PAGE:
Keywords: exchange rate; monetary model; VAR and Bayesian VAR models
    JEL: C11 C32 C53 F31 F47
    Date: 2011–02
  3. By: Yu-chin Chen (University of Washington); Wen-Jen Tsay (Institute of Economics, Academia Sinica, Taipei, Taiwan)
    Abstract: This paper presents a generalized autoregressive distributed lag (GADL) model for conducting regression estimations that involve mixed-frequency data. As an example, we show that daily asset market information - currency and equity market movements - can produce forecasts of quarterly commodity price changes that are superior to those in the previous literature. Following the traditional ADL literature, our estimation strategy relies on a Vandermonde matrix to pa-rameterize the weighting functions for higher-frequency observations. Accord-ingly, inferences can be obtained under ordinary least squares principles without Kalman …filtering or non-linear optimizations. Our …findings provide an easy-to-use method for conducting mixed data-sampling analysis as well as for forecasting world commodity price movements.
    Keywords: Mixed frequency data, autoregressive distributed lag, commodity prices, forecasting
    JEL: C22 C53 F31 F47
    Date: 2011–03
  4. By: Matthew S. Yiu (Hong Kong Monetary Authority); Kenneth K. Chow (Hong Kong Institute for Monetary Research)
    Abstract: This paper applies the factor model proposed by Giannone, Reichlin, and Small (2005) on a large data set to nowcast (i.e. current-quarter forecast) the annual growth rate of China¡¦s quarterly GDP. The data set contains 189 indicator series of several categories, such as prices, industrial production, fixed asset investment, external sector, money market and financial market. This paper also applies Bai and Ng¡¦s criteria (2002) to determine the number of common factors in the factor model. The identified model generates out-of-sample nowcasts for China's GDP with smaller mean squared forecast errors than those of the Random Walk benchmark. Moreover, using the factor model, we find that interest rate data is the single most important block in estimating current-quarter GDP in China. Other important blocks are consumer and retail prices data and fixed asset investment indicators.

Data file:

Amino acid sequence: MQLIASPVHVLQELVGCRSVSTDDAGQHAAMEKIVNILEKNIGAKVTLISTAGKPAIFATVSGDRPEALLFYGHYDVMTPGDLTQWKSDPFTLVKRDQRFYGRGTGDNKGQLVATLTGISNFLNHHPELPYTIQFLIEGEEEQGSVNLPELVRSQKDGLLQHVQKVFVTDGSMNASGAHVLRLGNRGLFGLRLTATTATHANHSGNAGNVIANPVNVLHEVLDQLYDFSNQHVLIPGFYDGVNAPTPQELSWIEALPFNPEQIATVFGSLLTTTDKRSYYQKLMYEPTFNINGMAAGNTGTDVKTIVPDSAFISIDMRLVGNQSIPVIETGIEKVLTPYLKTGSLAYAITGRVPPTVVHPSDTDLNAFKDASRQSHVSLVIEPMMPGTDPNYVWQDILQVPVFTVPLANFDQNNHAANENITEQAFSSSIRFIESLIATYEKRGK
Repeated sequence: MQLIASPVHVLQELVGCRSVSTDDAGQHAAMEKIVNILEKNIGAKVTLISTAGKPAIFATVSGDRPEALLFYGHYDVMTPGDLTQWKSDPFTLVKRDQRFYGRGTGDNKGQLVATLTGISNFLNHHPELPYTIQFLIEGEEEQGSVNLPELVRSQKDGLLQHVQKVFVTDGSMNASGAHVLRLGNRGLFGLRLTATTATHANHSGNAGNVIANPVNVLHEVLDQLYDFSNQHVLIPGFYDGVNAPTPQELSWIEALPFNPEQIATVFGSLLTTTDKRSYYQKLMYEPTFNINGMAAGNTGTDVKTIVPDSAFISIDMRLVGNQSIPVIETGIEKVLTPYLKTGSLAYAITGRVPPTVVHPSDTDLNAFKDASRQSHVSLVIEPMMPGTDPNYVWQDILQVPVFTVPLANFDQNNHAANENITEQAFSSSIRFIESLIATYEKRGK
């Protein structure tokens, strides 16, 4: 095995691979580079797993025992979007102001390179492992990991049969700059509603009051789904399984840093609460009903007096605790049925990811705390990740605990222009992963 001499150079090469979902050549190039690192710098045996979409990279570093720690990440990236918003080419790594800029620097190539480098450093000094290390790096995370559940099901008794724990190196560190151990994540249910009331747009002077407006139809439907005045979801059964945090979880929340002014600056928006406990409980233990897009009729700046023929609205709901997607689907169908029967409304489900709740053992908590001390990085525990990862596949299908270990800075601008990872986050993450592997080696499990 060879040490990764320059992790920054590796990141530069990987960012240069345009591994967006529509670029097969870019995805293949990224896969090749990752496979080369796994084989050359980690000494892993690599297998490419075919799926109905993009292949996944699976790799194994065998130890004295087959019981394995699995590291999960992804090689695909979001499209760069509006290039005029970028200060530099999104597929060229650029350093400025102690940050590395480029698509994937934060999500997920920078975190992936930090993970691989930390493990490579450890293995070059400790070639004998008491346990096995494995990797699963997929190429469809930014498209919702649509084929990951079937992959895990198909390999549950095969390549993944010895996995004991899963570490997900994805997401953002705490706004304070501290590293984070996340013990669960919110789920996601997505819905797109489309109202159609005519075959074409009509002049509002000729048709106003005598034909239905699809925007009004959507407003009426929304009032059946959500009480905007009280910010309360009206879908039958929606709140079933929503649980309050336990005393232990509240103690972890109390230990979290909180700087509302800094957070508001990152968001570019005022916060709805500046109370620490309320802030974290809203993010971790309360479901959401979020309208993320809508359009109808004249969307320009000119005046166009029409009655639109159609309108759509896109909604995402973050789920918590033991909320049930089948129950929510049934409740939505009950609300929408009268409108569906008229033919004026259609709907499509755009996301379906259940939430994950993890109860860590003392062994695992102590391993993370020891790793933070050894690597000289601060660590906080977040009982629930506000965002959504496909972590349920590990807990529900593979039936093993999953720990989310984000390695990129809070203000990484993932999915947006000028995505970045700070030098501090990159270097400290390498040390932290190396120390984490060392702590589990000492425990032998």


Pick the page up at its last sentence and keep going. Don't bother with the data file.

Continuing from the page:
Keywords: Large Data Set, Pseudo Real Time Estimates, Factor Model, Kalman Filtering, Nowcasting, Information Content
    JEL: C33 C53 E32 E37
    Date: 2011–02
  5. By: Gonzalo, Jesus; Pitarakis, Jean-Yves
    Abstract: Predictive regressions are linear specifications linking a noisy variable such as stock returns to past values of a more persistent regressor with the aim of assessing the presence of predictability. Key complications that arise are the potential presence of endogeneity and the poor adequacy of asymptotic approximations. In this paper we develop tests for uncovering the presence of predictability in such models when the strength or direction of predictability may alternate across different economically meaningful episodes. An empirical application reconsiders the Dividend Yield based return predictability and documents a strong predictability that is countercyclical, occurring solely during bad economic times
    Keywords: Endogeneity; Persistence; Return Predictability; Threshold Models
    JEL: C50 C22
    Date: 2010–12